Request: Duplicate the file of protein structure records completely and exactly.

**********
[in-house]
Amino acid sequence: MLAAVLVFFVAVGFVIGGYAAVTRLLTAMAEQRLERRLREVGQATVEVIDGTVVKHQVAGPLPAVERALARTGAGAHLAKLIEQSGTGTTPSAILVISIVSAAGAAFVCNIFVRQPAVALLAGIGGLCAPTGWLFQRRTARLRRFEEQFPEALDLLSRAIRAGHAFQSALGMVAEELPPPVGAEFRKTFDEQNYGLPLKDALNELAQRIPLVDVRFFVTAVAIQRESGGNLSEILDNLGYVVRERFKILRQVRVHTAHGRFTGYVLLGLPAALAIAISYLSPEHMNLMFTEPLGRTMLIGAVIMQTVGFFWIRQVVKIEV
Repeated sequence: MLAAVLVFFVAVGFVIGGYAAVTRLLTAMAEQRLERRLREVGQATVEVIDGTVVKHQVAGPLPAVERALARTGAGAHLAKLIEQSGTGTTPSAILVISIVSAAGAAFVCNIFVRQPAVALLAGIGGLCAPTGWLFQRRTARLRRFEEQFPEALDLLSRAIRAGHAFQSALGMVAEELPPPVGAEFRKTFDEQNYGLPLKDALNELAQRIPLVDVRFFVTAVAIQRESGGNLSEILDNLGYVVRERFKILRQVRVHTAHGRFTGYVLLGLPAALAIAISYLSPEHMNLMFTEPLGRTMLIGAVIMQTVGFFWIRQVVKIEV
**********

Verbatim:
[in-house]
Amino acid sequence: MLAAVLVFFVAVGFVIGGYAAVTRLLTAMAEQRLERRLREVGQATVEVIDGTVVKHQVAGPLPAVERALARTGAGAHLAKLIEQSGTGTTPSAILVISIVSAAGAAFVCNIFVRQPAVALLAGIGGLCAPTGWLFQRRTARLRRFEEQFPEALDLLSRAIRAGHAFQSALGMVAEELPPPVGAEFRKTFDEQNYGLPLKDALNELAQRIPLVDVRFFVTAVAIQRESGGNLSEILDNLGYVVRERFKILRQVRVHTAHGRFTGYVLLGLPAALAIAISYLSPEHMNLMFTEPLGRTMLIGAVIMQTVGFFWIRQVVKIEV
Repeated sequence: MLAAVLVFFVAVGFVIGGYAAVTRLLTAMAEQRLERRLREVGQATVEVIDGTVVKHQVAGPLPAVERALARTGAGAHLAKLIEQSGTGTTPSAILVISIVSAAGAAFVCNIFVRQPAVALLAGIGGLCAPTGWLFQRRTARLRRFEEQFPEALDLLSRAIRAGHAFQSALGMVAEELPPPVGAEFRKTFDEQNYGLPLKDALNELAQRIPLVDVRFFVTAVAIQRESGGNLSEILDNLGYVVRERFKILRQVRVHTAHGRFTGYVLLGLPAALAIAISYLSPEHMNLMFTEPLGRTMLIGAVIMQTVGFFWIRQVVKIEV